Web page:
Do Taiwanese tourists really make excessive demands?

As for tourists questioning the way Ms. Lee treats Taiwanese and foreign passengers, her words again give the impression she’s merely acting nice. Ms. Lee explains herself by saying her other hand was busy.

Was Ms. Lee not able to wait until both of her hands were free before she served drinks? Why were both of her hands free when she was servicing foreigners? Every tourist has the right and freedom to complain.

Another issue raised by Ms. Lee is a complaint one of her colleagues received after helping a tourist with their luggage.

The passenger says, “I’m grateful that the flight attendant took the initiative to help me with my luggage, but my feelings were hurt because her smile vanished when she was assisting me.” Ms. Lee replies, “We risk getting injured every time we help passengers with their luggage. If a hundred customers request this service, we might get hurt a hundred times. People also block the aisles and delay the boarding time. Up to this point, don’t you think it is a bit unreasonable to ask for the flight attendant to keep a smile on her face?”

Didn’t the tourist thank the attendant for willingly helping with the luggage? The reply Ms. Lee gives is based on the assumption that passengers demand the flight crew to help with their luggage. Perhaps this passenger was indeed a bit nit-picky, but what airline company doesn’t put up with unreasonable customer complaints? Some even deliberately provoke receiving complaints. What staff member never received a complaint when working in an airline company for a long time?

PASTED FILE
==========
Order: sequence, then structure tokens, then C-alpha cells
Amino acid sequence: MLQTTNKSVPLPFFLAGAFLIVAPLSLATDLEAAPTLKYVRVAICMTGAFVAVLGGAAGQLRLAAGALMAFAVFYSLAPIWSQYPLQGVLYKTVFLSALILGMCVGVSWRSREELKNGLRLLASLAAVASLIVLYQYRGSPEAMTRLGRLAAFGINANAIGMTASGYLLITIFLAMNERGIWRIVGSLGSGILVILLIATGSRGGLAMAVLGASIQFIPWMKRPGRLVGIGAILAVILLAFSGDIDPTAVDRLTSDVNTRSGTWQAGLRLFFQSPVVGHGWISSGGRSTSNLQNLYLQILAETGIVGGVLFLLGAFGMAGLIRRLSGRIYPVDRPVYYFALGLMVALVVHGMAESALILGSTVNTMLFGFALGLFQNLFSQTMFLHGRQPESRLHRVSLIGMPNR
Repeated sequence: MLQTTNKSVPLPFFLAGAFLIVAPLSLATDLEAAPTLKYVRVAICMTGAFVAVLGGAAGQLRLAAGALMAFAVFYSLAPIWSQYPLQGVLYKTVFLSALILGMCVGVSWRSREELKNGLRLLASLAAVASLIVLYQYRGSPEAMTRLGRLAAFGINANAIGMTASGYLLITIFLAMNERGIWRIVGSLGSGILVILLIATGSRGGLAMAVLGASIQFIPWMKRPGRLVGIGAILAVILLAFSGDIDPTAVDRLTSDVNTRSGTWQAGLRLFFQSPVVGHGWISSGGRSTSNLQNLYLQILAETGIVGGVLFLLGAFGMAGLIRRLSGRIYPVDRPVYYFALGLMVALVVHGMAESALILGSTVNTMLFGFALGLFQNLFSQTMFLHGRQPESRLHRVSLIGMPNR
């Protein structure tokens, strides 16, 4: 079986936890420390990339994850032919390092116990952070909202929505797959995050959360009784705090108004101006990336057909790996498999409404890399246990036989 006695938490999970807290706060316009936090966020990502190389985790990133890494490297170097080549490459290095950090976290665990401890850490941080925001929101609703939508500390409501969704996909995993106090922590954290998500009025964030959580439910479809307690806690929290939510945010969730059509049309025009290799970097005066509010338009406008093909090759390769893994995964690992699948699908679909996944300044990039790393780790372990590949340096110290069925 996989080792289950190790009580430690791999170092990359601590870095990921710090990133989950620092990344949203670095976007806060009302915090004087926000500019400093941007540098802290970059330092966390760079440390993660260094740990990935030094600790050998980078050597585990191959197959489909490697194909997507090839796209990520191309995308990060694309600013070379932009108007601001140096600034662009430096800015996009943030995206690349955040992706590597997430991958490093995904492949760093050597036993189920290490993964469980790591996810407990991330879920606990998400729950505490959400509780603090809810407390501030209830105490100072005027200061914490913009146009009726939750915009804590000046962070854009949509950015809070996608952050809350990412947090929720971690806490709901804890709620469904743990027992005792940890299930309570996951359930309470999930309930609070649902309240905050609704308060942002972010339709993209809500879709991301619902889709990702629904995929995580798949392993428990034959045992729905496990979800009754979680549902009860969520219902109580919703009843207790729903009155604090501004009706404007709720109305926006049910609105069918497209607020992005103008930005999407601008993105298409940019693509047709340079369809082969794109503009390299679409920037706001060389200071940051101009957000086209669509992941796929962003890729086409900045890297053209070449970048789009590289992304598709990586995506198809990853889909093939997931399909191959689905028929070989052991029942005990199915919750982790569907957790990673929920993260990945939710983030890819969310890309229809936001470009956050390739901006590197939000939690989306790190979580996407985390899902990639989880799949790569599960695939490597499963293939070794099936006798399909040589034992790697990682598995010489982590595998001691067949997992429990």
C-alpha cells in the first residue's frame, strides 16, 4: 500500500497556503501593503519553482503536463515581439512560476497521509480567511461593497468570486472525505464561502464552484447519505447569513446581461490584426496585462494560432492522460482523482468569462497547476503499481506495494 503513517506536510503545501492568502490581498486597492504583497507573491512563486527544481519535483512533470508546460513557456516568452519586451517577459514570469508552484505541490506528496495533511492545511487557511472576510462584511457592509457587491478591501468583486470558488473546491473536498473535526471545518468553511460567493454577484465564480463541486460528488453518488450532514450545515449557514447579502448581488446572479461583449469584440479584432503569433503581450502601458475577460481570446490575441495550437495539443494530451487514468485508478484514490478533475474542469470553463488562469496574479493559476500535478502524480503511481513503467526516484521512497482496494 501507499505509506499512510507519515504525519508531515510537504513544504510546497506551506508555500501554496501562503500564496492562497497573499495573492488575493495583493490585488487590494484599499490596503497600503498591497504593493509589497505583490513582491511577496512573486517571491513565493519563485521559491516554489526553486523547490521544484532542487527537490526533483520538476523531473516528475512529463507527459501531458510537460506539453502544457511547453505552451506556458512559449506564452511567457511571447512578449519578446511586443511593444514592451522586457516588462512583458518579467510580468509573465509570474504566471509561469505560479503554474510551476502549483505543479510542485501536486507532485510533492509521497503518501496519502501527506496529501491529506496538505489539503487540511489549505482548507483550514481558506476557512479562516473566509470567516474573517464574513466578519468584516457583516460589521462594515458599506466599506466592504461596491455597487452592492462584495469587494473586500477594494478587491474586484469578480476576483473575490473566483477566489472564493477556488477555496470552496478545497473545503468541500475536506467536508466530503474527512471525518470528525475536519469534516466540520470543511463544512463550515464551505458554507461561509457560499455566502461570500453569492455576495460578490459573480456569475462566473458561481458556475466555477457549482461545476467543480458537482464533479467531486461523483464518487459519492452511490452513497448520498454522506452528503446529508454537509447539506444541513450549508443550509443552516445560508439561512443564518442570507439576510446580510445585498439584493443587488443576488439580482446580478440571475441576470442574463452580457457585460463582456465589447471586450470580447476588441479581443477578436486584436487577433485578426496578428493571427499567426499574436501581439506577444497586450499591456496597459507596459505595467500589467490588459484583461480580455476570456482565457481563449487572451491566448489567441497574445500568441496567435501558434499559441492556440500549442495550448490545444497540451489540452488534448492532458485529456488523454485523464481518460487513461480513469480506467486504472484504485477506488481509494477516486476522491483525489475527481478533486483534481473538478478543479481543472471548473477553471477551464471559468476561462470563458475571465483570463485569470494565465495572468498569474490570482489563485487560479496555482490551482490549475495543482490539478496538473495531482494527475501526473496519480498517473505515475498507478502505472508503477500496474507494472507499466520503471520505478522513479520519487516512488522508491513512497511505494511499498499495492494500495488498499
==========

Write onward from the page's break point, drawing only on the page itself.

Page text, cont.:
It seems that Ms. Lee’s claim, “Taiwanese traveling groups or Taiwanese passengers are what flight attendants fear most,” is largely based on personal experience or rumors. She might be able support this statement if companies start classifying passenger complaints and then reach the conclusion that Taiwanese travelers indeed tend to be more demanding. Wouldn’t that be fairer to Taiwanese passengers?

After that, Ms. Lee speaks about the misbehavior of Taiwanese tourists. “Many of the aircrew is familiar with how Taiwanese customers lose their temper when they don’t get playing cards, how they insist on getting gifts on their birthdays, how they demand first-class service (pillows, blankets, ice-cream and other items) and so on.” The manners of these Taiwanese people make her feel hurt and scared.

Excuse me, but have you ever really considered the reason Taiwanese people have such demands? And are they really too demanding?

Photo Credit: Jetstar Airways @Flickr CC BY SA 2.0

Photo Credit: Jetstar Airways @Flickr CC BY SA 2.0

Take a good look at yourself before you criticize others.